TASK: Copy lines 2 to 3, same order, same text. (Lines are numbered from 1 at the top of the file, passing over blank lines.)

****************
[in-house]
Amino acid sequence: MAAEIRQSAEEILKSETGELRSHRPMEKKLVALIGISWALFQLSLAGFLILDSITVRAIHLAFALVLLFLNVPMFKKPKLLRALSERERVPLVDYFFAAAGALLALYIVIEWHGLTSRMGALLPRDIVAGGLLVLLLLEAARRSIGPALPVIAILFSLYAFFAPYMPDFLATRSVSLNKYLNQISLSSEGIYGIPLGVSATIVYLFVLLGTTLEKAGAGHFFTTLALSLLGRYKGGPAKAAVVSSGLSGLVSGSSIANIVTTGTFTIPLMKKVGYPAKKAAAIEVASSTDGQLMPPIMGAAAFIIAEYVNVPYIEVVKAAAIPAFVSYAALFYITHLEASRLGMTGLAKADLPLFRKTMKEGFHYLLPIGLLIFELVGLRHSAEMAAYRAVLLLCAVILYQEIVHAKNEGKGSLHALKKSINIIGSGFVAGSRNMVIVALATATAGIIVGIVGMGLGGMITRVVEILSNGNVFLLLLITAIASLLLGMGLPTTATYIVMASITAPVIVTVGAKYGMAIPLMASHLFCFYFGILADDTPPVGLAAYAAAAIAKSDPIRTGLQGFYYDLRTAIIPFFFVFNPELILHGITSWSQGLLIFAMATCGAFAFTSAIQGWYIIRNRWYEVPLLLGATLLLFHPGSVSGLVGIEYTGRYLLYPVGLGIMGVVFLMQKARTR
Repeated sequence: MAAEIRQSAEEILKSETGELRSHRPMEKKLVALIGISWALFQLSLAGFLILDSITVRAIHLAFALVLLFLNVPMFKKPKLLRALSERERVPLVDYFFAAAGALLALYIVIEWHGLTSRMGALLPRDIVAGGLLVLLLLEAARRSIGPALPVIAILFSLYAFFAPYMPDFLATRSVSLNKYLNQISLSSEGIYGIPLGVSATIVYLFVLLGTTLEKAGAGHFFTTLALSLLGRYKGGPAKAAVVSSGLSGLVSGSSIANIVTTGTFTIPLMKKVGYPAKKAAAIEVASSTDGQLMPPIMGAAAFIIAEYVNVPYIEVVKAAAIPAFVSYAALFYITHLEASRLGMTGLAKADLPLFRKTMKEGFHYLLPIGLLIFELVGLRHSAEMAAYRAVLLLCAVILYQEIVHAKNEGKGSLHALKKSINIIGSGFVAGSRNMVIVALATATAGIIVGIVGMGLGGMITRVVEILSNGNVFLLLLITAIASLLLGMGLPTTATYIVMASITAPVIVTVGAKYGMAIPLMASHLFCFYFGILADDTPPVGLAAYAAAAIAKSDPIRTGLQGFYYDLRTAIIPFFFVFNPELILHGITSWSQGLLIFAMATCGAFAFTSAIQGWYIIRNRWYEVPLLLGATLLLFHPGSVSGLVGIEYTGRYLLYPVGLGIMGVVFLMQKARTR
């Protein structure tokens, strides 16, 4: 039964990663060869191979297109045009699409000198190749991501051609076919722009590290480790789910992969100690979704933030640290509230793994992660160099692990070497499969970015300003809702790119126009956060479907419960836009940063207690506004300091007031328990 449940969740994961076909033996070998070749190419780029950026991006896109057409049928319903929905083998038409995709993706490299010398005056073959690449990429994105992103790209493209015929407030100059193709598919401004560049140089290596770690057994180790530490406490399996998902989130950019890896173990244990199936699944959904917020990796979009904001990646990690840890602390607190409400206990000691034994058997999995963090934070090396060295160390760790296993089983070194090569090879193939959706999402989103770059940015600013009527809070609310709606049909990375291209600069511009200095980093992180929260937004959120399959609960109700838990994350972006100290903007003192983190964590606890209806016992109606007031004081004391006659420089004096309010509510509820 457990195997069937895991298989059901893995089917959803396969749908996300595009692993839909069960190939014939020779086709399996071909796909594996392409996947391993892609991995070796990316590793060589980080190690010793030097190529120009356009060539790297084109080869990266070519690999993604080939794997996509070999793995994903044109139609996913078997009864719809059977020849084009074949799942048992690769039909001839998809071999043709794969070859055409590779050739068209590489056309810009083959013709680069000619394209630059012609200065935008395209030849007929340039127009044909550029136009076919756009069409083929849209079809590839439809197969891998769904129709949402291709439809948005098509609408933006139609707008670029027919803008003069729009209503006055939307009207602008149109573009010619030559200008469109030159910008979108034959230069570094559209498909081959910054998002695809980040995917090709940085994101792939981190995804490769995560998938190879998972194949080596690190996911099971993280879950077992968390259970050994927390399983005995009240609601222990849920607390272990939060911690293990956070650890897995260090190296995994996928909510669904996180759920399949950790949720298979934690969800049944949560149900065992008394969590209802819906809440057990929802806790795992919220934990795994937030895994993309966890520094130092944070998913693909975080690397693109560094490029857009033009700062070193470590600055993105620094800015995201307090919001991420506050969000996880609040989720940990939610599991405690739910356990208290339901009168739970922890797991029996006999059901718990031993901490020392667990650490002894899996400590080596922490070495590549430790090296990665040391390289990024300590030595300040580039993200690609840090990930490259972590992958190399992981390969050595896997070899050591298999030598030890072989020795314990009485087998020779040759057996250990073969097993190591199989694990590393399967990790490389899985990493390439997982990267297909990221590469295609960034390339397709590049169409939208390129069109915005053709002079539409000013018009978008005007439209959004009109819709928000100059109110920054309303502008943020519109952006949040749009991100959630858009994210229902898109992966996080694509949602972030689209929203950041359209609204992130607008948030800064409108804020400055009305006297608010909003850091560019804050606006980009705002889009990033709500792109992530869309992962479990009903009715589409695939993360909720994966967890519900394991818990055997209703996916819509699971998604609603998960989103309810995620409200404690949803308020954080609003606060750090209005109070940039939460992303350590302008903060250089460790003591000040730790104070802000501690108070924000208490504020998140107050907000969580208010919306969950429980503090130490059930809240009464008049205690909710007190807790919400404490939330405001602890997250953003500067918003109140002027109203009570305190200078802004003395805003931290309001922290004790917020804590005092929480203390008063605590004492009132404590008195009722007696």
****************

Amino acid sequence: MAAEIRQSAEEILKSETGELRSHRPMEKKLVALIGISWALFQLSLAGFLILDSITVRAIHLAFALVLLFLNVPMFKKPKLLRALSERERVPLVDYFFAAAGALLALYIVIEWHGLTSRMGALLPRDIVAGGLLVLLLLEAARRSIGPALPVIAILFSLYAFFAPYMPDFLATRSVSLNKYLNQISLSSEGIYGIPLGVSATIVYLFVLLGTTLEKAGAGHFFTTLALSLLGRYKGGPAKAAVVSSGLSGLVSGSSIANIVTTGTFTIPLMKKVGYPAKKAAAIEVASSTDGQLMPPIMGAAAFIIAEYVNVPYIEVVKAAAIPAFVSYAALFYITHLEASRLGMTGLAKADLPLFRKTMKEGFHYLLPIGLLIFELVGLRHSAEMAAYRAVLLLCAVILYQEIVHAKNEGKGSLHALKKSINIIGSGFVAGSRNMVIVALATATAGIIVGIVGMGLGGMITRVVEILSNGNVFLLLLITAIASLLLGMGLPTTATYIVMASITAPVIVTVGAKYGMAIPLMASHLFCFYFGILADDTPPVGLAAYAAAAIAKSDPIRTGLQGFYYDLRTAIIPFFFVFNPELILHGITSWSQGLLIFAMATCGAFAFTSAIQGWYIIRNRWYEVPLLLGATLLLFHPGSVSGLVGIEYTGRYLLYPVGLGIMGVVFLMQKARTR
Repeated sequence: MAAEIRQSAEEILKSETGELRSHRPMEKKLVALIGISWALFQLSLAGFLILDSITVRAIHLAFALVLLFLNVPMFKKPKLLRALSERERVPLVDYFFAAAGALLALYIVIEWHGLTSRMGALLPRDIVAGGLLVLLLLEAARRSIGPALPVIAILFSLYAFFAPYMPDFLATRSVSLNKYLNQISLSSEGIYGIPLGVSATIVYLFVLLGTTLEKAGAGHFFTTLALSLLGRYKGGPAKAAVVSSGLSGLVSGSSIANIVTTGTFTIPLMKKVGYPAKKAAAIEVASSTDGQLMPPIMGAAAFIIAEYVNVPYIEVVKAAAIPAFVSYAALFYITHLEASRLGMTGLAKADLPLFRKTMKEGFHYLLPIGLLIFELVGLRHSAEMAAYRAVLLLCAVILYQEIVHAKNEGKGSLHALKKSINIIGSGFVAGSRNMVIVALATATAGIIVGIVGMGLGGMITRVVEILSNGNVFLLLLITAIASLLLGMGLPTTATYIVMASITAPVIVTVGAKYGMAIPLMASHLFCFYFGILADDTPPVGLAAYAAAAIAKSDPIRTGLQGFYYDLRTAIIPFFFVFNPELILHGITSWSQGLLIFAMATCGAFAFTSAIQGWYIIRNRWYEVPLLLGATLLLFHPGSVSGLVGIEYTGRYLLYPVGLGIMGVVFLMQKARTR